this is the second post in a series on ways to vary the “teach” part of your mini-lesson, and this one will focus on using “explain and example.”

explain and example is a great method to choose when you’re trying to lessen the time you’re spending during a mini-lesson. rather than showing exactly how you might do the work, you’re using work already done ahead of time as an example, and explaining how it was done.

you might, of course, decide to follow up with more support or demonstration in a small group or conference for those students who would benefit from it. explain and example might be especially effective when the work isn’t completely new to students, but it’s building on something, so that they have some context already and sense of how it would look to do it. you’ll also give students a chance to practice some part of it during the active engagement, so you’ll be able to see who might benefit from more support or a step by step demonstration as a follow up to the mini-lesson.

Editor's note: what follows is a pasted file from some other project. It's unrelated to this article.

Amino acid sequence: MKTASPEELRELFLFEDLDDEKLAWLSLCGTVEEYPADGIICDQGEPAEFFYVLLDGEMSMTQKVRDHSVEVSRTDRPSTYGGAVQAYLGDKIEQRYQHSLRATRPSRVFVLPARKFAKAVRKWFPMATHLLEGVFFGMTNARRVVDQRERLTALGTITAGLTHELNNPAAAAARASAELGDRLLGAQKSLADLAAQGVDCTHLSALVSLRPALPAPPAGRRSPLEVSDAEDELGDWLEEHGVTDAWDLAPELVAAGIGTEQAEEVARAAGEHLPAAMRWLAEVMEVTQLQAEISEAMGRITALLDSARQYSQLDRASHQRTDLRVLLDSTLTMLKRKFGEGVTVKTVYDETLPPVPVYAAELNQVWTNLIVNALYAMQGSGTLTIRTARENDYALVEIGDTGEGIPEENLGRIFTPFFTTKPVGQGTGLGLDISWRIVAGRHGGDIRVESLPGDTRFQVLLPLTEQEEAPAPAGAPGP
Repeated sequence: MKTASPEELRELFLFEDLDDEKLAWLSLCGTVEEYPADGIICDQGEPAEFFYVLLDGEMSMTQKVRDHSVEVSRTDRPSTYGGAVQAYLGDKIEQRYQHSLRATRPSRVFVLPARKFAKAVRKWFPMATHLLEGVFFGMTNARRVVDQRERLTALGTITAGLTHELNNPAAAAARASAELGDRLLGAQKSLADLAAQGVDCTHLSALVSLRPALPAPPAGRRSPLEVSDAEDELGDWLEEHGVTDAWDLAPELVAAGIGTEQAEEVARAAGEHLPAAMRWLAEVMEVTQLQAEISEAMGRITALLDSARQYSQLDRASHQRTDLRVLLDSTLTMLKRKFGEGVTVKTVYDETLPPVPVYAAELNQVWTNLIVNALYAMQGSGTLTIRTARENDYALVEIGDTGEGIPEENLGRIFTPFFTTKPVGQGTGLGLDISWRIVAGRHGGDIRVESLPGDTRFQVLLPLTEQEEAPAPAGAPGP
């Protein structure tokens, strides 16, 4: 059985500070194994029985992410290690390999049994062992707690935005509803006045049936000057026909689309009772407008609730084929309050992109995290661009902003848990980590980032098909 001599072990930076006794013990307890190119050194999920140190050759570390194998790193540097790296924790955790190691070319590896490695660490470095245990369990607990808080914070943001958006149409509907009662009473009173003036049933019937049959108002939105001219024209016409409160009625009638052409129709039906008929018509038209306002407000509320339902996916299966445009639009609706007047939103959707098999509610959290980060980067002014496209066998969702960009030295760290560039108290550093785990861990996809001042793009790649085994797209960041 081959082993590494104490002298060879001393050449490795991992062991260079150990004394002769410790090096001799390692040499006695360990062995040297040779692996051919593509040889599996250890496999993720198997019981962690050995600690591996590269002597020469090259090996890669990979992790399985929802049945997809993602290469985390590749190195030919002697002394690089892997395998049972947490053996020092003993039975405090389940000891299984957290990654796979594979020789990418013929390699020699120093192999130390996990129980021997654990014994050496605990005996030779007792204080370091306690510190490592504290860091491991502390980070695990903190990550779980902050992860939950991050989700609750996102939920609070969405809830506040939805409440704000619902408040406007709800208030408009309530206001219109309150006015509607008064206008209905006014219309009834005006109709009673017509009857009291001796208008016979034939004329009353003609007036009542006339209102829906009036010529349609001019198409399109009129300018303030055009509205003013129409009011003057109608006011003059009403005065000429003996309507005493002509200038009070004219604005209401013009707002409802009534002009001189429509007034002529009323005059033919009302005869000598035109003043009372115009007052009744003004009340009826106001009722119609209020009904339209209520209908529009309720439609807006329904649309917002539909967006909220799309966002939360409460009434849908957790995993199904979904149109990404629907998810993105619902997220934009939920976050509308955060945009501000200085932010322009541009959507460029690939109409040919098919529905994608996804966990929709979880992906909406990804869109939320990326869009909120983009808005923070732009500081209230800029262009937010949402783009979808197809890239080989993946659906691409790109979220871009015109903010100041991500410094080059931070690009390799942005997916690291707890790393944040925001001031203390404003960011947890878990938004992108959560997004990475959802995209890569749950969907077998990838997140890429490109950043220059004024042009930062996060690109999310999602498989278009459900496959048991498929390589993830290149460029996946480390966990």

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varying mini-lesson teaching methods

like you, if you’re using the reading and writing workshop model, our reading and writing mini-lessons follow a predictable structure:

  • connection
  • teaching point
  • teach
  • active engagement
  • link

when we were first learning how to teach in this structure, the “teach” part of the mini-lesson would always be modeling (demonstrating). we’d show our students what to do, and then they’d try the same thing during the active engagement.